Stewards hand out sheets of paper with the words to call-and-response chants on them. Some are youth-oriented and education-oriented, like the jaunty “Gordon Brown‘s a Tory/He wears a Tory hat/And when he saw our uni fees/He said ‘I’ll double that!'” (sung to the tune of the Lonnie Donegan song “My Old Man’s a Dustman“); but many are standbys of organized labour, including the infamous “workers of the world, unite!“. It also outlines the goals of the protest, as “demands”: “The right to a decent job for all, with a living wage of at least £8 and hour. No to cheap labour apprenticeships! for all apprenticeships to pay at least the minimum wage, with a job guaranteed at the end. No to university fees. support the campaign to defeat fees.” Another steward with a megaphone and a bright red t-shirt talks the assembled protesters through the basics of call-and-response chanting.

Finally the march gets underway, traveling through the London boroughs of Camberwell and Southwark. Along the route of the march more police follow along, escorting and guiding the march and watching it carefully, while a police van with flashing lights clears the route in front of it. On the surface the atmosphere is enthusiastic, but everyone freezes for a second as a siren is heard behind them; it turns out to be a passing ambulance.

Crossing Southwark Bridge, the march enters the City of London, the comparably small but dense area containing London’s financial and economic heart. Although one recipient of the protesters’ anger is the Bank of England, the march does not stop in the City, only passing through the streets by the London Exchange. Tourists on buses and businessmen in pinstripe suits record snippets of the march on their mobile phones as it passes them; as it goes past a branch of HSBC the employees gather at the glass store front and watch nervously. The time in the City is brief; rather than continue into the very centre of London the march turns east and, passing the Tower of London, proceeds into the poor, largely immigrant neighbourhoods of the Tower Hamlets.

The sun has come out, and the spirits of the protesters have remained high. But few people, only occasional faces at windows in the blocks of apartments, are here to see the march and it is in Wapping High Street that I hear my first complaint from the marchers. Peter, a steward, complains that the police have taken the march off its original route and onto back streets where “there’s nobody to protest to”. I ask how he feels about the possibility of violence, noting the incidents the day before, and he replies that it was “justified aggression”. “We don’t condone it but people have only got certain limitations.”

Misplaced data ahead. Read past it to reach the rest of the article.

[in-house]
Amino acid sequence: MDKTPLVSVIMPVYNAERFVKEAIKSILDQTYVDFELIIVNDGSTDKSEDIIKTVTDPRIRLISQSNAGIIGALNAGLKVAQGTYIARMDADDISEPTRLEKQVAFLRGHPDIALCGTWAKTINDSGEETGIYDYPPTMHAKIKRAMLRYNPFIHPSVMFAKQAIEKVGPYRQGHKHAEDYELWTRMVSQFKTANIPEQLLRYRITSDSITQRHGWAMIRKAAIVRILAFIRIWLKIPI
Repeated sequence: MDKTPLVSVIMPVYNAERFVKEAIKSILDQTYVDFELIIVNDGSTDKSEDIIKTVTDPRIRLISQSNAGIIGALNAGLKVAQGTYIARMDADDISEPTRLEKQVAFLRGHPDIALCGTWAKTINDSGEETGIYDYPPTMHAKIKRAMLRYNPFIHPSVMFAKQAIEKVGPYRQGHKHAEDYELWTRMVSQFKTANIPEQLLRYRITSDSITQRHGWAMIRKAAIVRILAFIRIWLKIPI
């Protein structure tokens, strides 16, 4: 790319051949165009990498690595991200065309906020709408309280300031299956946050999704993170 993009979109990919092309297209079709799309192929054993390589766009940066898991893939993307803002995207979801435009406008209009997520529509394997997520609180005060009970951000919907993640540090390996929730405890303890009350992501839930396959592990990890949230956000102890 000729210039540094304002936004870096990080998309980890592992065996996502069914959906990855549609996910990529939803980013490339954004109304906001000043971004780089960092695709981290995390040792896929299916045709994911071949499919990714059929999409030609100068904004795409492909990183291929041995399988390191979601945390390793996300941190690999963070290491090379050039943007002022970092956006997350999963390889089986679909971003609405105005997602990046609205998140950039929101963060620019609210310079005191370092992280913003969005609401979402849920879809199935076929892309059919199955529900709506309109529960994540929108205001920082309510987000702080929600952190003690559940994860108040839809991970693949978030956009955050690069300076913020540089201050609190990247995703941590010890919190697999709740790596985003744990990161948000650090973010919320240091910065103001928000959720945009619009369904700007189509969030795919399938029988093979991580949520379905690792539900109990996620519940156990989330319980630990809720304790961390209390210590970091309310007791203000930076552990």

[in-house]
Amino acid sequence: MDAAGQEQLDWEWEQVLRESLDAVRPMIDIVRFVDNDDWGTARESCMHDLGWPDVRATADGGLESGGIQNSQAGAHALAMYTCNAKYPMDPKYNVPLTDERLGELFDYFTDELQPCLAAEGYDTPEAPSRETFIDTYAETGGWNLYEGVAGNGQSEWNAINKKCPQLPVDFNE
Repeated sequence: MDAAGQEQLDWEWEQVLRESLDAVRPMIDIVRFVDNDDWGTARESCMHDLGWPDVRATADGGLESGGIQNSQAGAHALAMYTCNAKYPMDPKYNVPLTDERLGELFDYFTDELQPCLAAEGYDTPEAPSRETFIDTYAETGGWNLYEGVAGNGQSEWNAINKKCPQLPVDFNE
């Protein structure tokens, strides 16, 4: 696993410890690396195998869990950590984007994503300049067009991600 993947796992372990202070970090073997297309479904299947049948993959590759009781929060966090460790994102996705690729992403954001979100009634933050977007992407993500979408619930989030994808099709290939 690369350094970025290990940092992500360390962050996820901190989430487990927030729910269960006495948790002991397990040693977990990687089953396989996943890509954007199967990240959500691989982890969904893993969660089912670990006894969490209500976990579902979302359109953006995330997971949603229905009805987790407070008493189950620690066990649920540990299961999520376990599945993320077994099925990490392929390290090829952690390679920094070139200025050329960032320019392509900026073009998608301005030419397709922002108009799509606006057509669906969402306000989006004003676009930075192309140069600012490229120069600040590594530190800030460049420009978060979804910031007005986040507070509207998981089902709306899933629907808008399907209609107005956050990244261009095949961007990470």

There’s nobody to protest to!

A policeman I ask is very polite but noncommittal about the change in route. “The students are getting the message out”, he says, so there’s no problem. “Everyone’s very well behaved” in his assessment and the atmosphere is “very positive”. Another protestor, a sign-carrying university student from Sheffield, half-heartedly returns the compliment: today, she says, “the police have been surprisingly unridiculous.”

The march pauses just before it enters Cable Street. Here, in 1936, was the site of the Battle of Cable Street, and the march leader, addressing the protesters through her megaphone, marks the moment. She draws a parallel between the British Union of Fascists of the 1930s and the much smaller BNP today, and as the protesters follow the East London street their chant becomes “The BNP tell racist lies/We fight back and organise!”

In Victoria Park — “The People’s Park” as it was sometimes known — the march stops for lunch. The trade unions of East London have organized and paid for a lunch of hamburgers, hot dogs, french fries and tea, and, picnic-style, the marchers enjoy their meals as organized labor veterans give brief speeches about industrial actions from a small raised platform.

A demonstration is always a means to and end.

During the rally I have the opportunity to speak with Neil Cafferky, a Galway-born Londoner and the London organizer of the Youth Fight For Jobs march. I ask him first about why, despite being surrounded by red banners and quotes from Karl Marx, I haven’t once heard the word “communism” used all day. He explains that, while he considers himself a Marxist and a Trotskyist, the word communism has negative connotations that would “act as a barrier” to getting people involved: the Socialist Party wants to avoid the discussion of its position on the USSR and disassociate itself from Stalinism. What the Socialists favor, he says, is “democratic planned production” with “the working class, the youths brought into the heart of decision making.”

On the subject of the police’s re-routing of the march, he says the new route is actually the synthesis of two proposals. Originally the march was to have gone from Camberwell Green to the Houses of Parliament, then across the sites of the 2012 Olympics and finally to the ExCel Centre. The police, meanwhile, wanted there to be no march at all.